Local Emergency Response Coordinator (LERC)
Kiowa County Health Department
Community Health Services
29 years of service
Who inspires you?
My parents and my son inspire me to be a better daughter and Mom, however, it is my work family who inspires me to be a better person.
I have witnessed my co-workers collect money from each other to help an indigent patient. I’ve seen staff work during breaks and lunches to make sure our clients’ needs are met. I have even seen a nurse save a child’s life in the lobby with the Heimlich maneuver.
The dedication, compassion and love our staff demonstrates for the people we serve, inspires me every day.
Got any favorite quotes?
“You always miss 100% of the shots you don’t take.” Wayne Gretsky
"My mission in life is not merely to survive, but to thrive; and to do so with some passion, some compassion, some humor, and some style." Maya Angelou
"We shall never know all the good that a simple smile can do." Mother Teresa
“It's like my father always said to me, he said to me, he said, Roseanne Roseannadanna, it's always something. If it isn't one thing--it's another! It's always something.” Gilda Radner
If someone was interested in a public health career (or one in your field), what advice or encouragement would you give them?
I would say be open to change. The field of emergency preparedness is dynamic and in a constant state of motion. Our planning is based on what is happening locally, although very much influenced by state, national and world events. With new threats comes new technologies which change the way we respond to public health emergencies.Now is an excellent time to consider Emergency Preparedness for a career. Along with baby boomers, the field of emergency preparedness professionals is aging and needs a boost.
How did you start working in public health?
Early in my career I worked in the field of aging, and I was intrigued by a position as an Eldercare Case Manager offered through the Oklahoma State Department of Health in southwest Oklahoma. I worked in this capacity for 13 years, eventually becoming a Coordinator - supervising case managers in several counties. The program ended and I had an opportunity to become an Administrative Programs Officer, supervising the clerical operations in multiple counties. This opened the window for me to learn and be very familiar with the many programs of Public Health – from WIC to Family Planning to Environmental and more.
In 2011, a brand new position was created with CDC funds through the OSDH Emergency Preparedness and Response Service. The position was designed for Community Health Services to assist Directors in meeting the ever-growing CDC request for deliverables. I was selected to be the first Local Emergency Response Coordinator (LERC) for then Director Keith Reed, and now Director Brandie Combs.
After almost 29 years, I feel like I have truly found a new passion and calling.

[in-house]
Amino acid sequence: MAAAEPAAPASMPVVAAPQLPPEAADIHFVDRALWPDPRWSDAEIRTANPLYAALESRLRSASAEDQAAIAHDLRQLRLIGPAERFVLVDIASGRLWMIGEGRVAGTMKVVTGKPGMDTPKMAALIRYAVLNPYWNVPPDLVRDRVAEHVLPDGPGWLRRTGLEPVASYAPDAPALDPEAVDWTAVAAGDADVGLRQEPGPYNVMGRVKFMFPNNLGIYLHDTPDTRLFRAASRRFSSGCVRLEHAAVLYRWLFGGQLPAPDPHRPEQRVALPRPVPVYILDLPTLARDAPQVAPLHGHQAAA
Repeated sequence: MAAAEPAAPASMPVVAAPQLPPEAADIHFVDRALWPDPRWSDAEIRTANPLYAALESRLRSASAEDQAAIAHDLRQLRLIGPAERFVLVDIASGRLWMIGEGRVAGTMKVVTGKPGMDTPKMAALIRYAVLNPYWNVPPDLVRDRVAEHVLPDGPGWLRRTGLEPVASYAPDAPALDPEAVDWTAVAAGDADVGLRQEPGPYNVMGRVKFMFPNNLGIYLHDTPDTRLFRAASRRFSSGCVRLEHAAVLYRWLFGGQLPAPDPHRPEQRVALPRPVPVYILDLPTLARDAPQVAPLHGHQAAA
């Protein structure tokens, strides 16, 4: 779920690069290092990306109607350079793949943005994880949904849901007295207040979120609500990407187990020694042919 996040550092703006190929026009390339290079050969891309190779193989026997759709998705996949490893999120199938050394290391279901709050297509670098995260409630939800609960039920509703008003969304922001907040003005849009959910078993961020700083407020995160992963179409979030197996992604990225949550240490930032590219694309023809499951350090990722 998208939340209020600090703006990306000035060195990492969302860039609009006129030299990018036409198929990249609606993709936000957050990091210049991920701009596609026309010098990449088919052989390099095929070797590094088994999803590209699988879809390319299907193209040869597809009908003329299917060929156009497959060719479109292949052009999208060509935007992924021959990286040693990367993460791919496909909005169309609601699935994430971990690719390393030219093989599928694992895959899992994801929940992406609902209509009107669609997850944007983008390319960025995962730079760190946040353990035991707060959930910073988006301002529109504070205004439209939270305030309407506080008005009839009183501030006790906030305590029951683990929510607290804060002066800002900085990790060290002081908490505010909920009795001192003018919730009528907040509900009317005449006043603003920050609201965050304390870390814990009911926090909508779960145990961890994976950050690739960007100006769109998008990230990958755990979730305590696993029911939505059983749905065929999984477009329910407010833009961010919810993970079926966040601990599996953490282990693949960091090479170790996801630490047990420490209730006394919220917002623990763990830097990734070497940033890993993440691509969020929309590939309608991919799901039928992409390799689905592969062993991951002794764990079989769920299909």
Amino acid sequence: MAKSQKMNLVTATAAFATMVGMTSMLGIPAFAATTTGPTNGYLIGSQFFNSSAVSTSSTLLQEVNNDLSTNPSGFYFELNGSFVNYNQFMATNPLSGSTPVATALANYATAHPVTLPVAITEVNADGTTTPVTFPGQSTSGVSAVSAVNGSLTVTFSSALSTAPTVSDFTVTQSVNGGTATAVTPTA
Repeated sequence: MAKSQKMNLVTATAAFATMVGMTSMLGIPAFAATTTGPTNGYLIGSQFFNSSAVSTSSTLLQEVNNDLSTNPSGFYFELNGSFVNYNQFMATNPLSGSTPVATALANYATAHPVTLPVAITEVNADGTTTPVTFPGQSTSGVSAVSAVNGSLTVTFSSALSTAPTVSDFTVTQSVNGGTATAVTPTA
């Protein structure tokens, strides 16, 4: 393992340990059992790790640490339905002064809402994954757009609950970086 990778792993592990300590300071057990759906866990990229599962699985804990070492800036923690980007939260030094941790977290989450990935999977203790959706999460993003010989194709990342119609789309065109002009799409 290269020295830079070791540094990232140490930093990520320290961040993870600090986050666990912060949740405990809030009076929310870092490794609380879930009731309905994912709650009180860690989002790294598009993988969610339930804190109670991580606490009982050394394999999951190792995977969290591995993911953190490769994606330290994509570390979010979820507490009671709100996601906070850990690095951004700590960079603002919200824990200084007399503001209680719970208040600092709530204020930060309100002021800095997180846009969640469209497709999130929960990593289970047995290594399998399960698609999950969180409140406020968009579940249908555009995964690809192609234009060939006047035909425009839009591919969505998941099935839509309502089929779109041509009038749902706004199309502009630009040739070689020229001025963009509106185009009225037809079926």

Can you share a few highlights of your experience in public health in Oklahoma? What is the most rewarding part of your work?
One of the highlights I experienced in public health was being selected as the 2003 “Oklahoma State Board of Health Excellence In and Service to Public Health Award”. I accepted that award during a presentation at the annual OPHA conference. It was a bittersweet time, considering the Eldercare Program ended a couple of months later. This experience taught me humility and to not take my blessings for granted.
Another highlight was staffing an OKMRC hydration and first aid station for the 2013 Oklahoma premiere of the film “The Lone Ranger” and meeting actor Johnny Depp!
In your role, how do you educate people about public health?
The counties in my jurisdictions all have health coalitions and Local Emergency Planning Committees. I represent public health at these meetings and share preparedness resources as well as provide county status updates.
Another effective way I educate staff and community members about public health (and preparedness in particular) is through full-scale exercises conducted annually. Our jurisdiction recently completed a point of dispensing facility set-up for emergency medications at two different sites. The community was able to see planning in action, which incorporated many sectors such as law enforcement, county commissioners, emergency management, volunteers and county health department staff.
What is the most difficult part of your job?
The most difficult part of my job is probably making time for everything I need and want to do – and I want to do it all! Time management skills and the ability to prioritize are sometimes a challenge.
What is the most rewarding experience you have had in public health?
As I mentioned earlier, one of the responsibilities in my position as a LERC is to coordinate Oklahoma Medical Reserve Corps (OKMRC) volunteers for public health emergencies and non-emergency events. The volunteers in my units have taught me the true meaning of service and altruism. Several volunteers drive hours to reach a response destination, and there is no recompense other than knowing they have improved the life of another human being.In 2013, OKMRC was activated to respond to the tornadoes in central Oklahoma. I was assigned to Moore. I was a member of team dispatched to the miles of ravaged homes and businesses to dispense tetanus shots. It was an experience I’ll never forget. There were tears and hugs and stories shared between immunizations - yet through this devastation I saw hope. I witnessed people coming together – churches, agencies, and volunteers. Although my role in the emergency activation was small, I was proud to be part of this public health response.